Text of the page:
Like several other series finales on our list, the 'Roseanne' wrap-up was a game changer. Roseanne Conner (Roseanne) had always talked about wanting to be a writer, and in the finale, we learn that she is. In fact, all the events that had unfolded throughout the show's nine seasons were the work of Roseanne's writing imagination. In reality (in the fictional show's "real" reality), as Roseanne reveals in a monologue, Becky was actually married to David and Darlene was married to his brother Mark, Roseanne's sister Jackie was a lesbian and Dan Conner (John Goodman) had died after suffering a heart attack. And, in a bit of news that erased what was the show's jump-the-shark storyline, the Conner family never won the lottery.
18. Sinéad O'Connor Declares War
'Saturday Night Live' -- 'Tim Robbins/Sinéad O'Connor' (Oct. 3, 1992)
She was singing an a cappella cover of Bob Marley's 'War' when she set off a minor one between her and Catholics. While crooning the tune, Irish singer Sinéad O'Connor changed the lyric "racism" to "child abuse," as a protest against sexual abuse in the Catholic church. But it didn't end there; O'Connor then produced a photo of Pope John Paul II, which she proceeded to tear into pieces and toss at the camera after saying, "Fight the real enemy." 'SNL' producer Lorne Michaels and his staff had no idea what O'Connor planned to do, and in all rebroadcasts of the episode, video of the singer's rehearsal performance was swapped in. In fact, the original performance had not been aired in on TV until the April 23, 2010 episode of MSNBC's 'The Rachel Maddow Show,' which featured an interview with O'Connor.
17. A Bad Romance
'1994 MTV Music Video Awards' (Sept. 8, 1994)
It was no small feat to make this moment we all remember from the '94 VMAs ... Madonna popped up with surprise guest David Letterman, on whose show she had just made a profanity-laced appearance. But the newly-wed Michael Jackson and Lisa Marie Presley managed to top that twosome, taking the VMA stage and being greeted by a standing ovation. "And just think, nobody thought this would last," Jackson said, before grabbing his wife and planting a giant kiss on her. Presley laughed and the pair left the stage, with her later, to no great surprise, admitting that her hubby's publicity team planned the stunt.
16. Mob Rules
'The Sopranos' -- 'Long Term Parking' (May 23, 2004)
Once she admitted to fiancee Christufuh (Michael Imperioli) that she'd been blackmailed by the FBI into giving them information on the Sopranos family mob activity, it was clear that life as she knew it wasn't going to continue for Adriana La Cerva (Drea de Matteo). She begged Christopher to run away with her, but he instead gave her up to mob boss Tony (James Gandolfini), who concocted a ruse about Christopher attempting suicide, which sent a guilty Adriana off in a car with mobster Silvio (Steven Van Zandt) to meet up with Christopher at the hospital. There was no hospital, of course. Silvio drove Adriana into the woods, and as she crawled across the ground begging for her life, he shot and killed her.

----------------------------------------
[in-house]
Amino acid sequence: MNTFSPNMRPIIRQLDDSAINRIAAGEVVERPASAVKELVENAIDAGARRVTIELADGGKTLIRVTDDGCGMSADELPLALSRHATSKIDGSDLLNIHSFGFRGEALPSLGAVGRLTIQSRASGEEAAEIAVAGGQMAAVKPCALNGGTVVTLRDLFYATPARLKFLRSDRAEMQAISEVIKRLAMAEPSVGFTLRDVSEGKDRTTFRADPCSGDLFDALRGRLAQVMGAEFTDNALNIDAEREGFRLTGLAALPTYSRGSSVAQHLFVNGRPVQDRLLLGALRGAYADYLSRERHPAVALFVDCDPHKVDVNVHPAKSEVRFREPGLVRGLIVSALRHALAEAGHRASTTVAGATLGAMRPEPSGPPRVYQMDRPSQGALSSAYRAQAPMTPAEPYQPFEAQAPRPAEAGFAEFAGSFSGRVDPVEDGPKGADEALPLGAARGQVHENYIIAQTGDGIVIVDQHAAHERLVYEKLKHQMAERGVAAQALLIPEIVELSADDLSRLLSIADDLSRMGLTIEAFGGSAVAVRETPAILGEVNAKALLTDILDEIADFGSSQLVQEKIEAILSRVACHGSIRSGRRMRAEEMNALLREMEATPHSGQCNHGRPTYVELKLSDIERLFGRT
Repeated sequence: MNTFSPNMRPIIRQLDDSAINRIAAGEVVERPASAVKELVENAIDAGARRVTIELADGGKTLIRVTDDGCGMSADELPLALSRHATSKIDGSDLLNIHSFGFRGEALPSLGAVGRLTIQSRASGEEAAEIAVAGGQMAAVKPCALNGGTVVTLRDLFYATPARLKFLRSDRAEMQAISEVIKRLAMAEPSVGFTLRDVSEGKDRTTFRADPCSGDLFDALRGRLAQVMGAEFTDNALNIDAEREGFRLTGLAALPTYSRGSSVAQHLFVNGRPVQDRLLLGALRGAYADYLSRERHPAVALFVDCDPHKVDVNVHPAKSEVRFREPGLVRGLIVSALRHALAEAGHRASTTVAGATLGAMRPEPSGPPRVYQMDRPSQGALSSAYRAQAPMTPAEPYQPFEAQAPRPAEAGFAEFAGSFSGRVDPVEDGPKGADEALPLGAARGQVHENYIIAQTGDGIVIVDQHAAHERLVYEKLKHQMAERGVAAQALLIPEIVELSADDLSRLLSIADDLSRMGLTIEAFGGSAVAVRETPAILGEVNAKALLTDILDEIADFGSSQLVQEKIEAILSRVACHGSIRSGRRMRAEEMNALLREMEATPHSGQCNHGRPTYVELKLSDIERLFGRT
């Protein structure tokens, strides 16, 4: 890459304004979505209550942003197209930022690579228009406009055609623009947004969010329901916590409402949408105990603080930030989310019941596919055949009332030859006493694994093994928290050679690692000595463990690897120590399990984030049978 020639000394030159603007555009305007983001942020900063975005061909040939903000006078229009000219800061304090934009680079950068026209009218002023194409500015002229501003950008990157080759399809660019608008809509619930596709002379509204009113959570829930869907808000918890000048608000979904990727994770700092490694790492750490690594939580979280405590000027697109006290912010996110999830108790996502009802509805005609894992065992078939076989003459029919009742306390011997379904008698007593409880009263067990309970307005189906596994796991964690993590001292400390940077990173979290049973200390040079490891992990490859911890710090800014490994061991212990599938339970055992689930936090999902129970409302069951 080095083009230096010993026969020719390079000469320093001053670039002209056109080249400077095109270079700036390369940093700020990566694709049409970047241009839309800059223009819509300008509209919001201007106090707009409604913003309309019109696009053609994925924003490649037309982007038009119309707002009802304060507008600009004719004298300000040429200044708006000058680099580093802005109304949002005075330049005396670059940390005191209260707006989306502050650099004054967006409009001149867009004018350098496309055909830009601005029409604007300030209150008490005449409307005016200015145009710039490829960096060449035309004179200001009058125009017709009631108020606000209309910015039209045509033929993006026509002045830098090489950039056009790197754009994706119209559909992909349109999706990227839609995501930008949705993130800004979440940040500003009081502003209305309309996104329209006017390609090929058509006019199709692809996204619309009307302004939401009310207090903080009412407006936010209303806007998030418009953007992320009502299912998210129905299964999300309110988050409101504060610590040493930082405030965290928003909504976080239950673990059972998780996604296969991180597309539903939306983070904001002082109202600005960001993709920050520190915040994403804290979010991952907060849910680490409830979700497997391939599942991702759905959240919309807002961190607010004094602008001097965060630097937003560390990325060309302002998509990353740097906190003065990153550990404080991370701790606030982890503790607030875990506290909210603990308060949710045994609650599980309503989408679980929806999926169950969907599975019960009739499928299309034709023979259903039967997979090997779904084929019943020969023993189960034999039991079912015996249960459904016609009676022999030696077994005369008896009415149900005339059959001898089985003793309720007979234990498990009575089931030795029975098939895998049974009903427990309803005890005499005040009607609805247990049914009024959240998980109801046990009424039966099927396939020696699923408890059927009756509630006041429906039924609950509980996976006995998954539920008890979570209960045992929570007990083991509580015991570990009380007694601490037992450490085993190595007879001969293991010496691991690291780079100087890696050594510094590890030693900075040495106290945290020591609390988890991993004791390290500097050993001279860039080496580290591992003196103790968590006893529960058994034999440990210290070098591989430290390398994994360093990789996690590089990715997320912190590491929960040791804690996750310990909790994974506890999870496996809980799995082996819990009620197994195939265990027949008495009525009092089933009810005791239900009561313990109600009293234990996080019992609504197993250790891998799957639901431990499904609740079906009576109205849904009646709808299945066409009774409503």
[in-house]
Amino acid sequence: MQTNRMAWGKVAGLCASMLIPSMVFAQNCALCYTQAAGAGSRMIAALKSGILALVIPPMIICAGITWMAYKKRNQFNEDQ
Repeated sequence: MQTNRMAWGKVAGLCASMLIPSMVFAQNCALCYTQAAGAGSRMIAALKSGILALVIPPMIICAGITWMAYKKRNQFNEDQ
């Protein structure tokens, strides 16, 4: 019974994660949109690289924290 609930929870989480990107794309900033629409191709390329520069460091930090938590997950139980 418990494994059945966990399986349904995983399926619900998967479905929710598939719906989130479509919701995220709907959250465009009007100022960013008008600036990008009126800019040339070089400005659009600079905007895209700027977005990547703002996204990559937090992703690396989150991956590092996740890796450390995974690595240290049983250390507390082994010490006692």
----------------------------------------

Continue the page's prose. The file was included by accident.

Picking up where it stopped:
15. Mommy, Dearest
'Buffy the Vampire Slayer' -- 'I Was Made to Love You' (Feb. 20, 2001)
It's not like Buffy Summers (Sarah Michelle Gellar) didn't have enough on her plate already, what with the vampire slaying and all. But the universe threw another major curve at her in this episode. Buffy's mom Joyce (Kristine Sutherland), divorced from Buffy's dad Hank, had finally gone on an enjoyable date, and returned home happy and making jokes about getting frisky with the fella. Which made her from-out-of-left field death all the more sad and heartbreaking, as Buffy later that evening found her mom, who had suffered a brain aneurysm, dead on the living room couch.
'Six Feet Under' -- 'Ecotone' (July 31, 2005)
With his second marriage pretty much done in by the fact that he'd just committed adultery with his stepsister, Nate Fisher (Peter Krause) was getting dressed after the fling when he felt numbness in his right arm. "My arm is numb ... numb arm ... numb arm ... narm," Nate slurred as he dropped to the floor. Later, at the hospital, the brain hemorrhage led to a brief coma, but Nate seemed to be on the road to recovery, visiting with his family and making plans to end his marriage. So it was another shock when, with his brother David (Michael C. Hall) sleeping at his bedside, Nate had a final dream and died, with David waking up to find him flatlining.
13. Jumping the Couch
'The Oprah Winfrey Show' (May 23, 2005)
Tom Cruise was enthusiastically (and then some) telling pal Oprah Winfrey about his new girlfriend, Katie Holmes, in this episode, when he suddenly hopped up on The Big O's couch, and pumped his fists in the air. "You're gone ... you are gone," Oprah said of Cruise's giddy behavior, which included pounding his fist on the floor repeatedly, giggling when Holmes' name was mentioned and, finally, dragging the 'Dawson's Creek' star from backstage and onto the set. After effect: "jumping the couch" became the new catchphrase for people, especially celebs, who engaged in "strange or frenetic behavior."